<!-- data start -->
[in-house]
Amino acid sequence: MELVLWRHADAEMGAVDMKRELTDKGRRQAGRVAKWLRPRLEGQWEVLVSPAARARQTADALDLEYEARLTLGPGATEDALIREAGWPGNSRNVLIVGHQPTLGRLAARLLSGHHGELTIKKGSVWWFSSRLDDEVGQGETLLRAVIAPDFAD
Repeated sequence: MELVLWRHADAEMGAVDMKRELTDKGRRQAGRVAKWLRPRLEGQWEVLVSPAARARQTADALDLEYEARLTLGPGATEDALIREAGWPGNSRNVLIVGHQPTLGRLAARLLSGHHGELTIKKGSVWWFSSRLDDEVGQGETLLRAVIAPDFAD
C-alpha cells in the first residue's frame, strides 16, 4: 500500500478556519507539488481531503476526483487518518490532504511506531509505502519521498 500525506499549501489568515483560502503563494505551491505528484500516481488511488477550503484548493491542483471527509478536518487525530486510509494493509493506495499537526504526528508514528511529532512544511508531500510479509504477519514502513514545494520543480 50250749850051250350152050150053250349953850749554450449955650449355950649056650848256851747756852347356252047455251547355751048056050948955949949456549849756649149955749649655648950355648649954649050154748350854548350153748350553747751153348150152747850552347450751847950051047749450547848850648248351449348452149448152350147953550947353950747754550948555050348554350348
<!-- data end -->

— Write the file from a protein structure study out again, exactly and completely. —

[in-house]
Amino acid sequence: MELVLWRHADAEMGAVDMKRELTDKGRRQAGRVAKWLRPRLEGQWEVLVSPAARARQTADALDLEYEARLTLGPGATEDALIREAGWPGNSRNVLIVGHQPTLGRLAARLLSGHHGELTIKKGSVWWFSSRLDDEVGQGETLLRAVIAPDFAD
Repeated sequence: MELVLWRHADAEMGAVDMKRELTDKGRRQAGRVAKWLRPRLEGQWEVLVSPAARARQTADALDLEYEARLTLGPGATEDALIREAGWPGNSRNVLIVGHQPTLGRLAARLLSGHHGELTIKKGSVWWFSSRLDDEVGQGETLLRAVIAPDFAD
C-alpha cells in the first residue's frame, strides 16, 4: 500500500478556519507539488481531503476526483487518518490532504511506531509505502519521498 500525506499549501489568515483560502503563494505551491505528484500516481488511488477550503484548493491542483471527509478536518487525530486510509494493509493506495499537526504526528508514528511529532512544511508531500510479509504477519514502513514545494520543480 50250749850051250350152050150053250349953850749554450449955650449355950649056650848256851747756852347356252047455251547355751048056050948955949949456549849756649149955749649655648950355648649954649050154748350854548350153748350553747751153348150152747850552347450751847950051047749450547848850648248351449348452149448152350147953550947353950747754550948555050348554350348